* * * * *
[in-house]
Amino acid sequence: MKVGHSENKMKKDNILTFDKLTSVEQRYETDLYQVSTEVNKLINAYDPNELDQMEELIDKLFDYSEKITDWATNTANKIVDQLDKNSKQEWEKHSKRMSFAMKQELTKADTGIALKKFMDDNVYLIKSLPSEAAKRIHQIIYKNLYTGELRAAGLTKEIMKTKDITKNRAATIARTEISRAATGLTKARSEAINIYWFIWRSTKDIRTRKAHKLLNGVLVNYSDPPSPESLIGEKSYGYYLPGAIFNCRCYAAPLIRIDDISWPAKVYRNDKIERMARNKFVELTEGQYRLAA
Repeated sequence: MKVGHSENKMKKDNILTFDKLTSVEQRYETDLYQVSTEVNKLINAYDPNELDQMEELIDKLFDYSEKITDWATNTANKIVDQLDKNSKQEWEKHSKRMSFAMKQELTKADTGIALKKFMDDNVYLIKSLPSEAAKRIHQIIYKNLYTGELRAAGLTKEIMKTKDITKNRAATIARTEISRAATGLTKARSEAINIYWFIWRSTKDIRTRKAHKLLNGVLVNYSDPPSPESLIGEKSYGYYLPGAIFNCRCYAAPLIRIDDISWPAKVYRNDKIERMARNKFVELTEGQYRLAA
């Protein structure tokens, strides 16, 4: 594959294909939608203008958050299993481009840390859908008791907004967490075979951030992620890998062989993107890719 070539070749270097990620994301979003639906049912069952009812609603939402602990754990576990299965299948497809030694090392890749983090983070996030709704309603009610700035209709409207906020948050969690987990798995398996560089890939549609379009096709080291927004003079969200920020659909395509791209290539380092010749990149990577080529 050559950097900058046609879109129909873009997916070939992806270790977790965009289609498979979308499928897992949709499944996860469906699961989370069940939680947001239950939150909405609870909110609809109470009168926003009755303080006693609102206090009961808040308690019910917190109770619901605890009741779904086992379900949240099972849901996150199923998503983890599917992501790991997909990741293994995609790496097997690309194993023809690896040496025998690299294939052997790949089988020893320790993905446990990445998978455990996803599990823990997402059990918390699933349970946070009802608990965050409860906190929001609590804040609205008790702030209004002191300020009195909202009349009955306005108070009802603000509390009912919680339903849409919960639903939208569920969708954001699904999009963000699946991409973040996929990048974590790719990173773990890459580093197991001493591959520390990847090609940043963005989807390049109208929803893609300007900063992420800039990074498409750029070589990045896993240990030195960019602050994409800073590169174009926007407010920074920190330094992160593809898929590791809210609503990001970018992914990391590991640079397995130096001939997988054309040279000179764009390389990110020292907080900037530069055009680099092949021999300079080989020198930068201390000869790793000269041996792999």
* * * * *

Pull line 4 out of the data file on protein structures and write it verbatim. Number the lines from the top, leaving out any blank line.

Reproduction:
């Protein structure tokens, strides 16, 4: 594959294909939608203008958050299993481009840390859908008791907004967490075979951030992620890998062989993107890719 070539070749270097990620994301979003639906049912069952009812609603939402602990754990576990299965299948497809030694090392890749983090983070996030709704309603009610700035209709409207906020948050969690987990798995398996560089890939549609379009096709080291927004003079969200920020659909395509791209290539380092010749990149990577080529 050559950097900058046609879109129909873009997916070939992806270790977790965009289609498979979308499928897992949709499944996860469906699961989370069940939680947001239950939150909405609870909110609809109470009168926003009755303080006693609102206090009961808040308690019910917190109770619901605890009741779904086992379900949240099972849901996150199923998503983890599917992501790991997909990741293994995609790496097997690309194993023809690896040496025998690299294939052997790949089988020893320790993905446990990445998978455990996803599990823990997402059990918390699933349970946070009802608990965050409860906190929001609590804040609205008790702030209004002191300020009195909202009349009955306005108070009802603000509390009912919680339903849409919960639903939208569920969708954001699904999009963000699946991409973040996929990048974590790719990173773990890459580093197991001493591959520390990847090609940043963005989807390049109208929803893609300007900063992420800039990074498409750029070589990045896993240990030195960019602050994409800073590169174009926007407010920074920190330094992160593809898929590791809210609503990001970018992914990391590991640079397995130096001939997988054309040279000179764009390389990110020292907080900037530069055009680099092949021999300079080989020198930068201390000869790793000269041996792999």